2012 Program Will Likely Be Similar to the 2011 Program

Although the IRS has yet to provide details, it's a fairly safe assumption that the 2012 will look very similar to the 2011 OVDI Program. So, for taxpayers who went through the 2011 OVDI Program, what were the penalties?

Non-Willful Failure to File a FBAR

The general penalty for a "non-willful" failure to file a FBAR for a given year is $10,000 per year.

Willful Failure to File a FBAR
A willful failure to file a FBAR is far more significant. In the case of a willful failure to file a FBAR, the penalty can be as high as 50% of the aggregate balance of the overseas account(s) per year. This is steep. Let's look at this example published last year by the IRS in their 2011 Offshore Voluntary Disclosure Initiative Frequently Asked Questions and Answers (Q&A 8):

We start with an account balance in 2002 or $1,000,000

Year Interest Income Account Balance
2003 $50,000 $1,050,000
2004 $50,000 $1,100,000
2005 $50,000 $1,150,000
2006 $50,000 $1,200,000
2007 $50,000 $1,250,000
2008 $50,000 $1,300,000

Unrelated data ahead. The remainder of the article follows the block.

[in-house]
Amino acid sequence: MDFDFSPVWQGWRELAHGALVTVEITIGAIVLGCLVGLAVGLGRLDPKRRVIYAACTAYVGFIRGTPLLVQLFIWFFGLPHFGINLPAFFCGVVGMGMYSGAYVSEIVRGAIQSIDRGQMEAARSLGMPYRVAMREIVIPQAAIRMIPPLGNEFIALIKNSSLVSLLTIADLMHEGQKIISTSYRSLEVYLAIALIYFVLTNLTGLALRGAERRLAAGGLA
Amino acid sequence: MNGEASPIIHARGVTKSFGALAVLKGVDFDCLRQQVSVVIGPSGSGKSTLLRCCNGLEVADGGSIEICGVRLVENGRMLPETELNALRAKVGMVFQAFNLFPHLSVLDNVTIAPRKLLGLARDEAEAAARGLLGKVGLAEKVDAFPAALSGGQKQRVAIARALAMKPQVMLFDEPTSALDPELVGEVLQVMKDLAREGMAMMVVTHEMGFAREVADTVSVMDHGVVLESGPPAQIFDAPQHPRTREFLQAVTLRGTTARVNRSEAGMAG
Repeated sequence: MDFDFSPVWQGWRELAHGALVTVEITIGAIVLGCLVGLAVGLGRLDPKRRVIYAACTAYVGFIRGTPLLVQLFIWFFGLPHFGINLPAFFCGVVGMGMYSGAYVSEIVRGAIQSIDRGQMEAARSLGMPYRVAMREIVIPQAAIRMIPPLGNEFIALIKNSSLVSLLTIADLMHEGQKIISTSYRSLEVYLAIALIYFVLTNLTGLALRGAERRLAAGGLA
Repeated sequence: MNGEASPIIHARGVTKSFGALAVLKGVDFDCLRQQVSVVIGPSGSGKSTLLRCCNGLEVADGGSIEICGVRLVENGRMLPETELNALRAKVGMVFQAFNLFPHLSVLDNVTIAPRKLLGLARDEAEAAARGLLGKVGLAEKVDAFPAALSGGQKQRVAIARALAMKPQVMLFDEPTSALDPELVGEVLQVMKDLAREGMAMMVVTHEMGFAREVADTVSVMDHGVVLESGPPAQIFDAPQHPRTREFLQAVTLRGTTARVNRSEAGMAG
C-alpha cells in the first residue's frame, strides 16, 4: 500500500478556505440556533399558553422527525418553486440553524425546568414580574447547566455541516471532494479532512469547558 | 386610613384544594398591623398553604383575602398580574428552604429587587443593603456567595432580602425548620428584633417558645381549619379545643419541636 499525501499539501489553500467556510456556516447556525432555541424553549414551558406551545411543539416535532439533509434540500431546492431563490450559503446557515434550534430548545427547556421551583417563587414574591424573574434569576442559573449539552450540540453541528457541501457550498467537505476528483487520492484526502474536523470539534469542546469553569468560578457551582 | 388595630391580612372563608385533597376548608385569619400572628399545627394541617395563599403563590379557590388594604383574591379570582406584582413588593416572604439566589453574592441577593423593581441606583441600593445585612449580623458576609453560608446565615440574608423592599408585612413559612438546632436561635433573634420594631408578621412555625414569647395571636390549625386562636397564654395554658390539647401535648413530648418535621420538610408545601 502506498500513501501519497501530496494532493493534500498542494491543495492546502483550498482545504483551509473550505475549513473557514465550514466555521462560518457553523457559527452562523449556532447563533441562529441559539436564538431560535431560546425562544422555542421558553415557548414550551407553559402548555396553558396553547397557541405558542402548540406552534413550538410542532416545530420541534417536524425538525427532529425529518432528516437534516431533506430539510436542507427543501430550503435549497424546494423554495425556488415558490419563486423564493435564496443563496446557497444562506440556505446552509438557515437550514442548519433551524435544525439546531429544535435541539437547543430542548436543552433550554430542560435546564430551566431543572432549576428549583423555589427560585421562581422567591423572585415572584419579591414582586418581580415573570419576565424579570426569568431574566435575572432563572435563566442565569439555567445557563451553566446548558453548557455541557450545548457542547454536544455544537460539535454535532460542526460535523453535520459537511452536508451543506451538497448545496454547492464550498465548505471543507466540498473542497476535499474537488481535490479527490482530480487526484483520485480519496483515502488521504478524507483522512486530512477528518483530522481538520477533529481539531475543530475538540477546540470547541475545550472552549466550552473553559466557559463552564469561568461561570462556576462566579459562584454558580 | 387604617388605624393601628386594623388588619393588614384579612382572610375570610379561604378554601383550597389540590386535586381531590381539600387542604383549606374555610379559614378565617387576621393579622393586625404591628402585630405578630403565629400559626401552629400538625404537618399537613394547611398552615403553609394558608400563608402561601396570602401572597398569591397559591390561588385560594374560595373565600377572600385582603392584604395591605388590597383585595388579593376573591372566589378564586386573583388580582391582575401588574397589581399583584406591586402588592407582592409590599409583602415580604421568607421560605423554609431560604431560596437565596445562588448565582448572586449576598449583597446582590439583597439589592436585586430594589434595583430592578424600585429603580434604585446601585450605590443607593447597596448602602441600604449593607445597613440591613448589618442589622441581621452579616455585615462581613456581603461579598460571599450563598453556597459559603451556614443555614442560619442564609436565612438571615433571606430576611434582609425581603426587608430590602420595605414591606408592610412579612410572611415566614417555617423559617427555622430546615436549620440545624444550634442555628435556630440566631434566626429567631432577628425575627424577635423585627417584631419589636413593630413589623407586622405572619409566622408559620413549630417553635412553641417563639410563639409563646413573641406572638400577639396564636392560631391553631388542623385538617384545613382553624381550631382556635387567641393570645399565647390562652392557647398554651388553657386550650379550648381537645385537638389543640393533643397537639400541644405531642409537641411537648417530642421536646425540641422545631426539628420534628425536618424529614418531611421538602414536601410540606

2009 $50,000 $1,350,000
2010 $50,000 $1,400,000

If the taxpayers didn't come forward, when the IRS discovered their offshore activities, and the IRS deemed the failure to file "willful", they would face up to $4,543,000 in tax, accuracy-related penalty, and FBAR penalty. The taxpayers would also be liable for interest and possibly additional penalties, and an examination could lead to criminal prosecution.

The civil liabilities outside the 2011 Offshore Voluntary Disclosure Initiative potentially include:

FBAR penalties totaling up to $4,375,000 for willful failures to file complete and correct FBARs (2004 - $550,000, 2005 - $575,000, 2006 - $600,000, 2007 - $625,000, 2008 - $650,000, and 2009 - $675,000, and 2010 - $700,000),

So, if the IRS deemed the failure to file a FBAR was willful in this case, the IRS could impose a penalty of $4,543,000, even though the taxpayer's account was only as high as $1,400,000 (i.e., the penalty is 3 times higher than the highest overseas aggregate account value)!!!